SUBJECT: Ph.D. Dissertation Defense
BY: Thomas Bowling
TIME: Monday, August 12, 2019, 1:00 p.m.
PLACE: Love Building, 210
TITLE: Computational Modeling of Otoacoustic Emissions
COMMITTEE: Dr. Julien Meaud, Chair (ME)
Dr. Kenneth Cunefare (ME)
Dr. Michael Leamy (ME)
Dr. Karim Sabra (ME)
Dr. Wei Dong (Loma Linda University)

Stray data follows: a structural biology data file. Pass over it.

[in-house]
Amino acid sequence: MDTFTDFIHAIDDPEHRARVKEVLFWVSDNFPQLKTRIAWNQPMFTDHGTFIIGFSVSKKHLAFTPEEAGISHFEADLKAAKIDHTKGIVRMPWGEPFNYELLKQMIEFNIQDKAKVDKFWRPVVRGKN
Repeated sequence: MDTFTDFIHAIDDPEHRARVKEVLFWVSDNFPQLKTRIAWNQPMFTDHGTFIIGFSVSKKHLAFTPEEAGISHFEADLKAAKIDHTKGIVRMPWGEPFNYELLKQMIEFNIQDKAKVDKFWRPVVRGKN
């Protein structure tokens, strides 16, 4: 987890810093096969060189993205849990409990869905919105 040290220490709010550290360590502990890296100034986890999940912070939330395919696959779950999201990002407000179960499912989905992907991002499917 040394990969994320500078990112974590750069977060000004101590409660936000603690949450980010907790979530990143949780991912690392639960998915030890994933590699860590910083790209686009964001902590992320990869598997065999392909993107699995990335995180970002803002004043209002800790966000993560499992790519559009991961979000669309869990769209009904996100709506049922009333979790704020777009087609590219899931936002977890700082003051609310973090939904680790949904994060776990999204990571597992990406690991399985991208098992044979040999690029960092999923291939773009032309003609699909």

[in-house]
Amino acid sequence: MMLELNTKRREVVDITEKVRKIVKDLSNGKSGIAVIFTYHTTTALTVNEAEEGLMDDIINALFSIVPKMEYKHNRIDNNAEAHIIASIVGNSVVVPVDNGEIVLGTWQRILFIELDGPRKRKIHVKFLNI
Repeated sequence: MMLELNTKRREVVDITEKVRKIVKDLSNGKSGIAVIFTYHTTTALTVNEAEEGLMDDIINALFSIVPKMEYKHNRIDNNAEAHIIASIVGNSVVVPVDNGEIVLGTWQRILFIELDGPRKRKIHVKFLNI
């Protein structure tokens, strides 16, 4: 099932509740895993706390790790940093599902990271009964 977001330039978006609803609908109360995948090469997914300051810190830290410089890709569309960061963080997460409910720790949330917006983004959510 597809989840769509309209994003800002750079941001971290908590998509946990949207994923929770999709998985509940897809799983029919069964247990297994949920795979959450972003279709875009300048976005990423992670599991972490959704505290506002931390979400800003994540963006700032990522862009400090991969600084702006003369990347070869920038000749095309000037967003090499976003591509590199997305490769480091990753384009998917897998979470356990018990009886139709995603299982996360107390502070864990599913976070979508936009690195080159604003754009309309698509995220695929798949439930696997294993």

The mammalian ear is a remarkable sensory system with wide dynamic range and sharp frequency selectivity. These impressive characteristics are products of an active feedback mechanism within the cochlea. A consequence of this active feedback mechanism is that, in addition to detecting sound, the cochlea can also generate sounds, called otoacoustic emissions, that can be measured in the ear canal to provide a noninvasive assessment of hearing. There are several types of otoacoustic emissions, including distortion product otoacoustic emissions (that are generated in response to a stimulus of two tones) and spontaneous otoacoustic emissions (self-sustained oscillations that occur without any applied stimulus). Distortion product otoacoustic emissions are commonly used clinically and in research labs; however, key aspects of how these emissions are generated and propagate within the cochlear are debated. In this thesis, the properties of distortion product generation and propagation are investigated using a computational model of the mammalian cochlea. Additionally, this computational model is used to demonstrate that altering the viscoelastic properties of the tectorial membrane (a structure in the cochlea) affects spontaneous otoacoustic emission generation and the ability of the cochlea to detect low level sounds.